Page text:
List of Philippine Holidays 2017

List of Philippine Holidays 2017 | SGMT

Time to start planning your travels next year!

Here’s the list of regular holidays and special non-working days for 2017, as decreed in Proclamation No. 50, signed by President Rodrigo Duterte last August 16 and released by Malacañang today, August 18. The special holidays for the observance of Eid’l Fitr and Eid’l Adha will be announced as soon as the official dates of these celebrations are set based on the Islamic calendar. Long weekends in 2017 are in red.

January 1, 2017 (Sunday) – New Year’s Day (Regular Holiday)

January 28, 2017 (Saturday) – Chinese New Year (Special Non-Working Day)

February 25, 2017 (Saturday) – EDSA Revolution Anniversary (Special Non-Working Day)

April 9, 2017 (Sunday) – Araw ng Kagitingan (Regular Holiday)

April 13, 2017 (Thursday) – Maundy Thursday (Regular Holiday)

April 14, 2017 (Friday) – Good Friday (Regular Holiday)

April 15, 2017 (Saturday) – Black Saturday (Special Non-Working Day)

May 1, 2017 (Monday) – Labor Day (Regular Holiday)

June 12, 2017 (Monday) – Independence Day (Regular Holiday)

August 21, 2017 (Monday) – Ninoy Aquino Day (Special Non-Working Day)

August 28, 2017 (Monday) – National Heroes Day (Regular Holiday)

October 31, 2017 (Tuesday) – Additional Special (Non-Working) Day

November 1, 2017 (Wednesday) – All Saints Day (Special Non-Working Day)

November 30, 2017 (Thursday) – Bonifacio Day (Regular Holiday)

December 25, 2017 (Monday) – Christmas Day (Regular Holiday)

December 30, 2017 (Saturday) – Rizal Day (Regular Holiday)

December 31, 2017 (Sunday) – Last day of the year (Special Non-Working Day)

As you can see, we have 4 long weekends next year, not counting Holy Week and Christmas. Start planning and budgeting! 🙂

(And if you’re wondering, the beach in that picture above is Nacpan Beach in El Nido, Palawan. Batanes, pictured below, would be the perfect place to visit in the May/June long weekend. See: 7 things you should know before planning your trip to Batanes.)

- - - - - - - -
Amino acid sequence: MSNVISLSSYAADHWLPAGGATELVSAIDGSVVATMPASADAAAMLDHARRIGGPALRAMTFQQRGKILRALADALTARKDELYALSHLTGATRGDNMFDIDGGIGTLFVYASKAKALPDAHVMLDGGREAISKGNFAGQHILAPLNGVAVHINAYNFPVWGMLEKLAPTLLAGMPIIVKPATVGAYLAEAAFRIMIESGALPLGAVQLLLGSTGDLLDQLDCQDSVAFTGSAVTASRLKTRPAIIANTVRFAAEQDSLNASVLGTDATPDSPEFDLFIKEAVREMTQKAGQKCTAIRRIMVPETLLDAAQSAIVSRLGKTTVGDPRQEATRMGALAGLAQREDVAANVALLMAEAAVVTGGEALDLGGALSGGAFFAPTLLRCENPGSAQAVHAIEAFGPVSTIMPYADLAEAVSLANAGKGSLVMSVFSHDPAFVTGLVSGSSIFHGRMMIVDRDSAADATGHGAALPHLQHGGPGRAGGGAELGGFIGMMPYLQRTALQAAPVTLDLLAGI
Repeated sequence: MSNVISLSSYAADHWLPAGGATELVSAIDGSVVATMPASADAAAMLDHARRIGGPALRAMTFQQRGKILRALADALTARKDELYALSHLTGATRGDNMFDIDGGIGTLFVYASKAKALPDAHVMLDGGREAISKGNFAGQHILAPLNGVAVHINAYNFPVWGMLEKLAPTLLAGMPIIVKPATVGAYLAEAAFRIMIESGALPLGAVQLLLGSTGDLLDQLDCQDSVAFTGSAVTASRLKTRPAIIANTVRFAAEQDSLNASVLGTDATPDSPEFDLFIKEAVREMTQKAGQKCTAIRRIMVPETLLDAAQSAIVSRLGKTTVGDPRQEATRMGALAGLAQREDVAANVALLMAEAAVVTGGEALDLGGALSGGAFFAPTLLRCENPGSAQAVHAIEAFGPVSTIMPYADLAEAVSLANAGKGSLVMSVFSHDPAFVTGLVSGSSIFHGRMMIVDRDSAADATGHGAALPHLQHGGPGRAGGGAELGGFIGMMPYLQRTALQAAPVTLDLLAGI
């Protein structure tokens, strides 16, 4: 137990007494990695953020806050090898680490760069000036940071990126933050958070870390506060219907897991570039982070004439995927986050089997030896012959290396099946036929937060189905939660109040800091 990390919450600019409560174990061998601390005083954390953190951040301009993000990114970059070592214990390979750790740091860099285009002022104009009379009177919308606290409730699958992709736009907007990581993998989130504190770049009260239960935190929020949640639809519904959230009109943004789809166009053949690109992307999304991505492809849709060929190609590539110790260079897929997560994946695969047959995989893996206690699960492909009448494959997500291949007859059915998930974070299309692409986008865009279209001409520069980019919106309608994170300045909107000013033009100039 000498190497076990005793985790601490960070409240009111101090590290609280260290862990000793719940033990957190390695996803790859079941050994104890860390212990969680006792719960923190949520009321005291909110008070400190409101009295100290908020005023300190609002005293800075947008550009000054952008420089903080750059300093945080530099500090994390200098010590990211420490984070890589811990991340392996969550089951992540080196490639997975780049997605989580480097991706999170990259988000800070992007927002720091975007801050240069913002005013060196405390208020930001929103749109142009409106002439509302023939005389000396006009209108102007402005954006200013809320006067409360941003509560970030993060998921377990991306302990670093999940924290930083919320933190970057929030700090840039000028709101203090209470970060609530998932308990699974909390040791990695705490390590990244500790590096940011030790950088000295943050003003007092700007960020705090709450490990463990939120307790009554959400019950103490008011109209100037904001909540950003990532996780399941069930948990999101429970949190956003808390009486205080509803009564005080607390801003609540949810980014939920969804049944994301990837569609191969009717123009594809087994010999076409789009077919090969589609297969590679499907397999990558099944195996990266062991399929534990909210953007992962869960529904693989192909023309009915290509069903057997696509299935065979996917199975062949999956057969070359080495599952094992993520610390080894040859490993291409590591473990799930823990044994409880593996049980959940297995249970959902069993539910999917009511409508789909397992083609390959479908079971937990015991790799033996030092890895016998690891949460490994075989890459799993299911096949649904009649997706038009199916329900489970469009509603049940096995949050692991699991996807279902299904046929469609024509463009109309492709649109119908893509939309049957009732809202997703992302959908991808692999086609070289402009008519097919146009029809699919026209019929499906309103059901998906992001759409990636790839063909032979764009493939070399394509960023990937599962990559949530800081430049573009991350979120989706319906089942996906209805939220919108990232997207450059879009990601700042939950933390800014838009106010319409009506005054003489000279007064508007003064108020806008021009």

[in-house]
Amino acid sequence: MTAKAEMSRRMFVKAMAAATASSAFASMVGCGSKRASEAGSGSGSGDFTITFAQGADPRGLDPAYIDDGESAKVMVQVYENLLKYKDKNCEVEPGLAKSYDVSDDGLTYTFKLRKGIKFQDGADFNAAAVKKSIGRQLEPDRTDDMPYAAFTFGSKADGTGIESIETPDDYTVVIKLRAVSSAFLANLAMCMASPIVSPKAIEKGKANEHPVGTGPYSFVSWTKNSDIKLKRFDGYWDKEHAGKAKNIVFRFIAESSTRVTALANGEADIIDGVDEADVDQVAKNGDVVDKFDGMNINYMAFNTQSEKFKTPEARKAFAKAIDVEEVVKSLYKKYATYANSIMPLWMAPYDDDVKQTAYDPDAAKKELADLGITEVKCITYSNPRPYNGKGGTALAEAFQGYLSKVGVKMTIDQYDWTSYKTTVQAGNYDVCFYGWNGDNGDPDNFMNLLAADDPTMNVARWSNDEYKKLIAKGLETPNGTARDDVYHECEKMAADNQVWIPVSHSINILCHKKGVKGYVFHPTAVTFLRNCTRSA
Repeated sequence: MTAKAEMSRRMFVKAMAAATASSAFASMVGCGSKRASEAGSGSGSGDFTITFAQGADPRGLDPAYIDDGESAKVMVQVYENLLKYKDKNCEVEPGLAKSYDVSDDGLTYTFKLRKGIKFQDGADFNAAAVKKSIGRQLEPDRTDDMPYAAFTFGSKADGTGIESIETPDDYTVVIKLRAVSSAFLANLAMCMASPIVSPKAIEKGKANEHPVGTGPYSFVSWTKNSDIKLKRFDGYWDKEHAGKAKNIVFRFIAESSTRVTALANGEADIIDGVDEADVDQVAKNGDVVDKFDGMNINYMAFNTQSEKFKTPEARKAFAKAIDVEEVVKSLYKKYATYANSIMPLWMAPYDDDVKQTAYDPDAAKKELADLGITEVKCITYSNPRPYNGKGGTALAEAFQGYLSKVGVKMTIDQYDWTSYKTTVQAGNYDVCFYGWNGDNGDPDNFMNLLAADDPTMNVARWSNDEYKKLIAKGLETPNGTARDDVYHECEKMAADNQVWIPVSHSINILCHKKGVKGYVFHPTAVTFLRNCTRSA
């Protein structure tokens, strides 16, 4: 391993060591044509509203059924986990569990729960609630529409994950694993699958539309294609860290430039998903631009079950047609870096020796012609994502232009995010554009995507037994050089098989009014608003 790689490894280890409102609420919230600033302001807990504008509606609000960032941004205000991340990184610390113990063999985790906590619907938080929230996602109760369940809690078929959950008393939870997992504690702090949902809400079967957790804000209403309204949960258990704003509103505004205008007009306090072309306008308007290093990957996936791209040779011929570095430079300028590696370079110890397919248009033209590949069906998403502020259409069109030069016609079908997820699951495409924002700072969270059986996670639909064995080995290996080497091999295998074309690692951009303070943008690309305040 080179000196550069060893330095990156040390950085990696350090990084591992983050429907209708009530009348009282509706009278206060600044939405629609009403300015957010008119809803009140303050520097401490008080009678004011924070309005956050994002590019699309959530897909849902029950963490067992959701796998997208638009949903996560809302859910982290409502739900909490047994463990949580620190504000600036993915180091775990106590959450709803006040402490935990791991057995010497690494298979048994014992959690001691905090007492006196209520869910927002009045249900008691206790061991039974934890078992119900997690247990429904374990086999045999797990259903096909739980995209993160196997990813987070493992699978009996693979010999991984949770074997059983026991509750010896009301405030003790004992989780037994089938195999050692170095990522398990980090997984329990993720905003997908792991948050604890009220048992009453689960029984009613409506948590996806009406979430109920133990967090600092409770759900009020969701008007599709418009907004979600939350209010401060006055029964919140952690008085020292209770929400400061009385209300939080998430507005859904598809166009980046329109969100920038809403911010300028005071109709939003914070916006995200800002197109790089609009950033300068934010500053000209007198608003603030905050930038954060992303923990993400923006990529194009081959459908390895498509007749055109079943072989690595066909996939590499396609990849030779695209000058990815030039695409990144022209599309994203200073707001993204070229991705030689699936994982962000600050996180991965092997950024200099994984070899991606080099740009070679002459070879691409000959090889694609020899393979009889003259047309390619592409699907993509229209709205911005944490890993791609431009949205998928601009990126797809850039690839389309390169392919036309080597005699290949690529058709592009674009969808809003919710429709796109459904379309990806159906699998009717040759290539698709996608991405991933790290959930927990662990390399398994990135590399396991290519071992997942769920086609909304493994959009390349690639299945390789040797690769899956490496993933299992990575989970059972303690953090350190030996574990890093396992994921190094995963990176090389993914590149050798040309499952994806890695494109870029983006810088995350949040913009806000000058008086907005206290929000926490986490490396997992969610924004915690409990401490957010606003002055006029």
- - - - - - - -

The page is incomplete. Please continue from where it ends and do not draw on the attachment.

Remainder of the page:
SGMT_Batanes_Basco Lighthouse_1200x600


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Anti-Offloading Tips from an Immigration Officer

Anti-Offloading Tips from an Immigration Officer | SGMT —
Plus guidance straight from the Bureau of Immigration and the Inter-Agency Council Against Trafficking (IACAT).

I recently had the chance to put a few questions to an Immigration officer and he kindly agreed to give me a few tips for travelers who might be nervous about getting offloaded. (I promised him I would keep his identity confidential, even though he didn’t really require this as a condition to answering my questions, and I also assured him he didn’t have to reveal any “trade secrets” from the Bureau of Immigration.) Please take note that these tips are for legit tourists, particularly first time travelers who might understandably be worried about the possibility of being offloaded. If you’re reading this so you can find out how to fool the Immigration officer at NAIA, I urge you to please, please reconsider your plans. You may have good intentions — maybe you just want to work so you can send your kids to school and get your family out of poverty — but the risks can be very high. It might be your family who will end up having to sell everything to save you, so please think about it.